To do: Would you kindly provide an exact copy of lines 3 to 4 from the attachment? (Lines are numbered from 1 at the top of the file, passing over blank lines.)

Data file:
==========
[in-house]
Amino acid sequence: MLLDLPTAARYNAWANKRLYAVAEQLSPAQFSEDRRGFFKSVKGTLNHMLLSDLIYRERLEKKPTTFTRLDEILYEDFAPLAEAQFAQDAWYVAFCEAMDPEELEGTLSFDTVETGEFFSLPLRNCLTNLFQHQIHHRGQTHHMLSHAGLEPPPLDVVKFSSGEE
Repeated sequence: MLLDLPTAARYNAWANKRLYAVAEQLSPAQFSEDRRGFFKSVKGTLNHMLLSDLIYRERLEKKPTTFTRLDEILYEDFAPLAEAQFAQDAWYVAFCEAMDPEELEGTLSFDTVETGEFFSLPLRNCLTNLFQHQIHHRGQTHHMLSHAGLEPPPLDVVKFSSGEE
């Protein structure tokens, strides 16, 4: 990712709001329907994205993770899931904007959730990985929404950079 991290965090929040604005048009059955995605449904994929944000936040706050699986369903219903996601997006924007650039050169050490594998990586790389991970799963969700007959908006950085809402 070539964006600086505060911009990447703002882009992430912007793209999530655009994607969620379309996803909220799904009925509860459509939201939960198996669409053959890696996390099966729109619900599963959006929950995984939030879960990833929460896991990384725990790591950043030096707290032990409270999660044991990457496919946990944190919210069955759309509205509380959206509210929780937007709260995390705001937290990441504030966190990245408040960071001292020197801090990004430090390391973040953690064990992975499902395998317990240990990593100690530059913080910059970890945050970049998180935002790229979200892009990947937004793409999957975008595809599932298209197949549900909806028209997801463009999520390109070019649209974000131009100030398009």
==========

Repeated sequence: MLLDLPTAARYNAWANKRLYAVAEQLSPAQFSEDRRGFFKSVKGTLNHMLLSDLIYRERLEKKPTTFTRLDEILYEDFAPLAEAQFAQDAWYVAFCEAMDPEELEGTLSFDTVETGEFFSLPLRNCLTNLFQHQIHHRGQTHHMLSHAGLEPPPLDVVKFSSGEE
């Protein structure tokens, strides 16, 4: 990712709001329907994205993770899931904007959730990985929404950079 991290965090929040604005048009059955995605449904994929944000936040706050699986369903219903996601997006924007650039050169050490594998990586790389991970799963969700007959908006950085809402 070539964006600086505060911009990447703002882009992430912007793209999530655009994607969620379309996803909220799904009925509860459509939201939960198996669409053959890696996390099966729109619900599963959006929950995984939030879960990833929460896991990384725990790591950043030096707290032990409270999660044991990457496919946990944190919210069955759309509205509380959206509210929780937007709260995390705001937290990441504030966190990245408040960071001292020197801090990004430090390391973040953690064990992975499902395998317990240990990593100690530059913080910059970890945050970049998180935002790229979200892009990947937004793409999957975008595809599932298209197949549900909806028209997801463009999520390109070019649209974000131009100030398009």